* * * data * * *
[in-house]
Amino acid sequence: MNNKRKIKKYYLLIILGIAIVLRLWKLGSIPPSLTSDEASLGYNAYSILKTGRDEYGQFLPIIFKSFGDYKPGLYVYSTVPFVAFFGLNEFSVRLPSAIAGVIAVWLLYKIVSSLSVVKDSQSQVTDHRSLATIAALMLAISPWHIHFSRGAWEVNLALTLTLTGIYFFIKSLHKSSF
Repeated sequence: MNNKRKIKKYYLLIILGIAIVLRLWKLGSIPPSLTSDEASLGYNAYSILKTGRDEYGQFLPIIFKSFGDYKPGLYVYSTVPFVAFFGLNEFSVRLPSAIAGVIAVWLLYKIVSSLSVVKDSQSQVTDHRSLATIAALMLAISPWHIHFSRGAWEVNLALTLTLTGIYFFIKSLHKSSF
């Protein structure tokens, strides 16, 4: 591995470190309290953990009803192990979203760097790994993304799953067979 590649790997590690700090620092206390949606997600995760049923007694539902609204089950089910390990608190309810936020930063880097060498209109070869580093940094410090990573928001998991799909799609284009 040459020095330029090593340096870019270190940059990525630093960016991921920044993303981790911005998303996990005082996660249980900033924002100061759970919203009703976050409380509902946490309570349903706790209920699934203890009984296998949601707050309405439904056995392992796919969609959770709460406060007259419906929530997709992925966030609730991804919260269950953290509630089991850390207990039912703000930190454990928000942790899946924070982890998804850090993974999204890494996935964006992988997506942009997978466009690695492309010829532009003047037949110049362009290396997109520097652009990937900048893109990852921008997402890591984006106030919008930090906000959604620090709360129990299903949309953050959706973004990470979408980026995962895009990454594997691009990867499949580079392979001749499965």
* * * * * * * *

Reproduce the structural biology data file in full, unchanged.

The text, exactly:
[in-house]
Amino acid sequence: MNNKRKIKKYYLLIILGIAIVLRLWKLGSIPPSLTSDEASLGYNAYSILKTGRDEYGQFLPIIFKSFGDYKPGLYVYSTVPFVAFFGLNEFSVRLPSAIAGVIAVWLLYKIVSSLSVVKDSQSQVTDHRSLATIAALMLAISPWHIHFSRGAWEVNLALTLTLTGIYFFIKSLHKSSF
Repeated sequence: MNNKRKIKKYYLLIILGIAIVLRLWKLGSIPPSLTSDEASLGYNAYSILKTGRDEYGQFLPIIFKSFGDYKPGLYVYSTVPFVAFFGLNEFSVRLPSAIAGVIAVWLLYKIVSSLSVVKDSQSQVTDHRSLATIAALMLAISPWHIHFSRGAWEVNLALTLTLTGIYFFIKSLHKSSF
């Protein structure tokens, strides 16, 4: 591995470190309290953990009803192990979203760097790994993304799953067979 590649790997590690700090620092206390949606997600995760049923007694539902609204089950089910390990608190309810936020930063880097060498209109070869580093940094410090990573928001998991799909799609284009 040459020095330029090593340096870019270190940059990525630093960016991921920044993303981790911005998303996990005082996660249980900033924002100061759970919203009703976050409380509902946490309570349903706790209920699934203890009984296998949601707050309405439904056995392992796919969609959770709460406060007259419906929530997709992925966030609730991804919260269950953290509630089991850390207990039912703000930190454990928000942790899946924070982890998804850090993974999204890494996935964006992988997506942009997978466009690695492309010829532009003047037949110049362009290396997109520097652009990937900048893109990852921008997402890591984006106030919008930090906000959604620090709360129990299903949309953050959706973004990470979408980026995962895009990454594997691009990867499949580079392979001749499965």